Whale Watch: Why Copying Big Investors Is 'Dangerous'
It's a little easier to buy like Buffett than to trade like Tepper — a lesson worth keeping in mind when filings come out indicating where the big investors are putting their money.
Tuesday is the day when market whales like Warren Buffettand David Teppersubmit their 13f forms with the Securities and Exchange Commission. The filings indicate individual positions for the big investors and are widely perused by market participants big and small alike.
But there's danger in following the big guns — specifically, that the forms often are backward-looking and thus can be misleading about where someone like hedge fund giant John Paulson is putting his money.
"There's some benefit in" following the 13f filings, says Michael Yoshikami, CEO and founder of Destination Wealth Management in San Francisco. Yoshikami advises following "not exactly what they're doing but more following the theme of what they're saying."
Disclosures that say Kynikos head Jim Chanoshas upped his position in Amazon or that Steve Cohen at SAC Capital has increased his stake in Boeing could be old news by the time they become public.
"It's dangerous for investors merely to mimic what large investors are doing, because you're always going to be late," Yoshikami says. "That includes not just buying but, importantly, selling. If you're looking at a 13f and deciding what to buy, you're not only buying late but by the time that asset you want has been sold you find out it's been sold for a while."
One exception is a value investor like Buffett.
The head of Berkshire Hathaway doesn't trade stocks like a Tepper or Paulson but instead holds them for long-term value. So his positions would be more relevant for a retail investor looking for a buy-and-hold play.
Beth Larson, principal at Evermay Wealth Management in Washington, D.C., says investors need to differentiate between positions taken by mutual funds and hedge funds. Filings by someone like Buffett or Bruce Berkowitz at Fairholme Funds — which prospered in 2010, got clobbered in 2011, but has come back strong in 2012 — would set a more apt tone for a mom-and-pop investor.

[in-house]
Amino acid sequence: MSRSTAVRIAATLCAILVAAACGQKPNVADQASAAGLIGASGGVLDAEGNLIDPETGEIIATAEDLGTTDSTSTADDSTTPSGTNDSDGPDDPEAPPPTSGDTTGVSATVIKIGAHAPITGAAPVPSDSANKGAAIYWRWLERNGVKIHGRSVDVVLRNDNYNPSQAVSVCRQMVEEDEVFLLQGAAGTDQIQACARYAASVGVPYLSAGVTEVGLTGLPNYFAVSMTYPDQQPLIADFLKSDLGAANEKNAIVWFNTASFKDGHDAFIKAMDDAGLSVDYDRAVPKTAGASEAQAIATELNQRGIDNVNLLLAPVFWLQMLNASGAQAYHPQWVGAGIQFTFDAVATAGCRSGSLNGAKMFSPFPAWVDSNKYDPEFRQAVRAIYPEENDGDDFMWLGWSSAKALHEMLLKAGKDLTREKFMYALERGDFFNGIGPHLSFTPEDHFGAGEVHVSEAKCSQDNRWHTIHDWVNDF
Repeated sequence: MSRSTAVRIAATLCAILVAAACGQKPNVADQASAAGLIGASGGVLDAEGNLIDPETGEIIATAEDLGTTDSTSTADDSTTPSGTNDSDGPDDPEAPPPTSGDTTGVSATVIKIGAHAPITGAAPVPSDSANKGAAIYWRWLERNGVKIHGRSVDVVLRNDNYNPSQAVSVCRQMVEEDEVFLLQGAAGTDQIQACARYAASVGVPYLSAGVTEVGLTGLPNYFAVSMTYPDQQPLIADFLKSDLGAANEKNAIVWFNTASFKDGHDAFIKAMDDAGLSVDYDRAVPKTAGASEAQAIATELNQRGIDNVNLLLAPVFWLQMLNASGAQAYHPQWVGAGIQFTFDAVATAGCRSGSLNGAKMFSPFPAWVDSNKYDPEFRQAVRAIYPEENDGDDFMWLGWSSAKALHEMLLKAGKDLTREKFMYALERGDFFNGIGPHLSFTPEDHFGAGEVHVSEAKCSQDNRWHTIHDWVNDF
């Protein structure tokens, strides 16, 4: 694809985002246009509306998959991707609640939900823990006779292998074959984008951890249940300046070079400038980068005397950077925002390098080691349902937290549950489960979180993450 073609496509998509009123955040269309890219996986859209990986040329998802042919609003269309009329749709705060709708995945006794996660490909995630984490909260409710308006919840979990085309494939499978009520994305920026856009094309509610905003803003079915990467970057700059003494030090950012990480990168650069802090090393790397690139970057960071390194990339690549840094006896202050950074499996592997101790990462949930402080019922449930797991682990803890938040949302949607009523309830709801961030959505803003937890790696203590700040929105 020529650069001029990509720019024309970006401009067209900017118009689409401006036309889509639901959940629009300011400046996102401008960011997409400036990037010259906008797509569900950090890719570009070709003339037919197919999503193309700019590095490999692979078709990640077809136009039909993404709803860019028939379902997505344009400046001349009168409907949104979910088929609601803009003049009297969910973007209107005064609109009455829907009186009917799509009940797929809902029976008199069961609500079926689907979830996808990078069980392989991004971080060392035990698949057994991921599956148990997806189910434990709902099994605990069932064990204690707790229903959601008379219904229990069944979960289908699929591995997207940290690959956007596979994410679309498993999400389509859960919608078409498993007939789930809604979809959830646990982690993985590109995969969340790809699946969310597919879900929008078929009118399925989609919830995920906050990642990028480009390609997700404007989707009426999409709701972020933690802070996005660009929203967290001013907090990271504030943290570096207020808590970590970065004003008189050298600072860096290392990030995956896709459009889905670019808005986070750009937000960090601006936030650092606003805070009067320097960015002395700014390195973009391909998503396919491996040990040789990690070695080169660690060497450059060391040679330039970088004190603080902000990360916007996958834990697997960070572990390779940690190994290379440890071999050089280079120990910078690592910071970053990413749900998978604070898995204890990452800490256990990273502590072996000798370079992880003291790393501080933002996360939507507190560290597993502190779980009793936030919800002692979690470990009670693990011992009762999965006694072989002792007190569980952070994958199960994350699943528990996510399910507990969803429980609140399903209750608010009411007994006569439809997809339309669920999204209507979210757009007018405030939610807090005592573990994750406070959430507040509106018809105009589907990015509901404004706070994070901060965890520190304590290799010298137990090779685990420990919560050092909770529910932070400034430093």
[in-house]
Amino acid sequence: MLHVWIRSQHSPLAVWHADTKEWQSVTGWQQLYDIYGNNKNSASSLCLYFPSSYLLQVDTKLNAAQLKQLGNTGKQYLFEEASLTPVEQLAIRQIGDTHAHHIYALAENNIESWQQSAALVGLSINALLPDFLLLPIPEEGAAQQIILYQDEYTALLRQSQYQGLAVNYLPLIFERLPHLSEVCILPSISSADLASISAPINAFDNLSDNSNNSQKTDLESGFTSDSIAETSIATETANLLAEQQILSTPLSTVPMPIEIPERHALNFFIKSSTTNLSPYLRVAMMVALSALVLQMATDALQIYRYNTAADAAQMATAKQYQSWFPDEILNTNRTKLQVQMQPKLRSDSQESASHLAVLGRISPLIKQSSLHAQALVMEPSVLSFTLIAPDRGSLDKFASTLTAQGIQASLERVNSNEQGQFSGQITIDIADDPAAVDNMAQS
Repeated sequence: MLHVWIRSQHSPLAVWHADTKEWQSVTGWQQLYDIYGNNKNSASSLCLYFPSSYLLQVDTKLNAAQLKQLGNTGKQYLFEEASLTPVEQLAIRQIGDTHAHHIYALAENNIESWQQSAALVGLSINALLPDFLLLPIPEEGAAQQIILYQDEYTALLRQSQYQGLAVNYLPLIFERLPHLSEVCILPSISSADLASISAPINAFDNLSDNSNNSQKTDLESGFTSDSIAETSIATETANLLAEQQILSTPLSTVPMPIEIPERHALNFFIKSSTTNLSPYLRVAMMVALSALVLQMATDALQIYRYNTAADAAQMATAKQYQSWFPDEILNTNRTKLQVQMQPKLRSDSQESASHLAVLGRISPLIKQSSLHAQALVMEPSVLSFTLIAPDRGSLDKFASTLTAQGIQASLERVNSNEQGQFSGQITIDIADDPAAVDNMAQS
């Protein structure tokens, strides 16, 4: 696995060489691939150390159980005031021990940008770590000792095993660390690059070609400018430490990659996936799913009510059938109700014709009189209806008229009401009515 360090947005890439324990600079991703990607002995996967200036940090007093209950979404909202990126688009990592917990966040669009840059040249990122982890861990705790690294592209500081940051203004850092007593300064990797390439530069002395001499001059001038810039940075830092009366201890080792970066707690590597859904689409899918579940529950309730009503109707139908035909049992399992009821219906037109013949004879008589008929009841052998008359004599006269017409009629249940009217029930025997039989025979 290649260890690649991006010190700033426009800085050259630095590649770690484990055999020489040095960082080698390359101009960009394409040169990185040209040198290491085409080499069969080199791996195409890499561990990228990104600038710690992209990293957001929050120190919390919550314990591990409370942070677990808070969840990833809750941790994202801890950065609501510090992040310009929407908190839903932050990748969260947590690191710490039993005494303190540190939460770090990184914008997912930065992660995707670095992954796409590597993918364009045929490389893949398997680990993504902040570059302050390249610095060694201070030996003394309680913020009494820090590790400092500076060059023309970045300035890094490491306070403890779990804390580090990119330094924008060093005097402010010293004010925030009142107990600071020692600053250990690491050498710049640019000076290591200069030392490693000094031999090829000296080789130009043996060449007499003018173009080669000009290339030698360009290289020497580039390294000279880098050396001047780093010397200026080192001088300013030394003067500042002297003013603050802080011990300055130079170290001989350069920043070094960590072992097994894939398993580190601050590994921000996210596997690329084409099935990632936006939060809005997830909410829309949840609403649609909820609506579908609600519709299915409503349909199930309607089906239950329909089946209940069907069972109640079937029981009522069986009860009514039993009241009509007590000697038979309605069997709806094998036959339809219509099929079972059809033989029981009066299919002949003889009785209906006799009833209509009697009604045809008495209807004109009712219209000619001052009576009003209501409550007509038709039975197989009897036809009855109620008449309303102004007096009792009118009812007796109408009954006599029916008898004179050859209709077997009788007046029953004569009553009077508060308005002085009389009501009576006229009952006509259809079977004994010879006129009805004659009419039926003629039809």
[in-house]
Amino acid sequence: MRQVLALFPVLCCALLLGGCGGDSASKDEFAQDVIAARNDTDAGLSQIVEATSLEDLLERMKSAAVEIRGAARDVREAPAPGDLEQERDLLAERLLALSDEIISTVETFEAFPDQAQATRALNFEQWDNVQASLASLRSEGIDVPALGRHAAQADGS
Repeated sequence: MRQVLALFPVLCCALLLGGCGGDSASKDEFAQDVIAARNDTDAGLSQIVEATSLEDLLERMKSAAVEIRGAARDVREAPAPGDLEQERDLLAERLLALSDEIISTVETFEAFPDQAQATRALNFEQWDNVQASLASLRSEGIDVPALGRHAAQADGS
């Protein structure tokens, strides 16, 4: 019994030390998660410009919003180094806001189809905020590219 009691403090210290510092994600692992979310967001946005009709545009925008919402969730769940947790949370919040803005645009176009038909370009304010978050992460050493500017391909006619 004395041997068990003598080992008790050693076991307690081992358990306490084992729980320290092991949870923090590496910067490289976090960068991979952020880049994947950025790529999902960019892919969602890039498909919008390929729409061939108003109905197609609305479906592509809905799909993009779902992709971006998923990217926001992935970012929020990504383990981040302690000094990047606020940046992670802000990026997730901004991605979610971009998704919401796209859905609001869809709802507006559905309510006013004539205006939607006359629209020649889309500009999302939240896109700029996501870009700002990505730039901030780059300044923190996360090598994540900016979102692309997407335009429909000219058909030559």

"If you're talking about Warren Buffett's 13f, that would be quite useful because he is well-established as a long-term value-oriented investor," Larson says. "So you can be pretty sure that his 13fs are not changing dramatically from quarter to quarter. They will morph over time but you're not going to see Geico go from being included in his 13f this quarter to being excluded next quarter."
Conversely, David Tepper, of Appaloosa Management, was one of the hottest managers out there and credited with triggering the "Tepper Rally" in a CNBC appearance in September 2010. At the time, Tepper advised investors to follow the government's lead and said the Federal Reserve would be there to backstop the stock market.
But Tepper changes his portfolio rapidly, especially so this year when he has taken positions in Apple , Bank of America and Ford among a slew of other companies during an extremely active quarter.
Those positions, though, could have been vacated by the time his 13f hit the financial press Monday.
"It's extremely challenging trying to profit from short-term trading when the release of this data comes out," says Rob Lutts, chief investment officer at Cabot Money Management in Salem, Mass. "Everyone rushes out to buy because so-and-so initiated a position. By the time that information comes out and you try to act on it, that's already been reflected in the stock price."
Following the 13f filings requires a scorecard as well, for a trader or longer-term investor.
"A word of caution is that the hot hand sometimes turns cold for a while," Lutts says. "Short-term, if you think you're going to buy on that 13f and sell two days later and make money, you're crazy."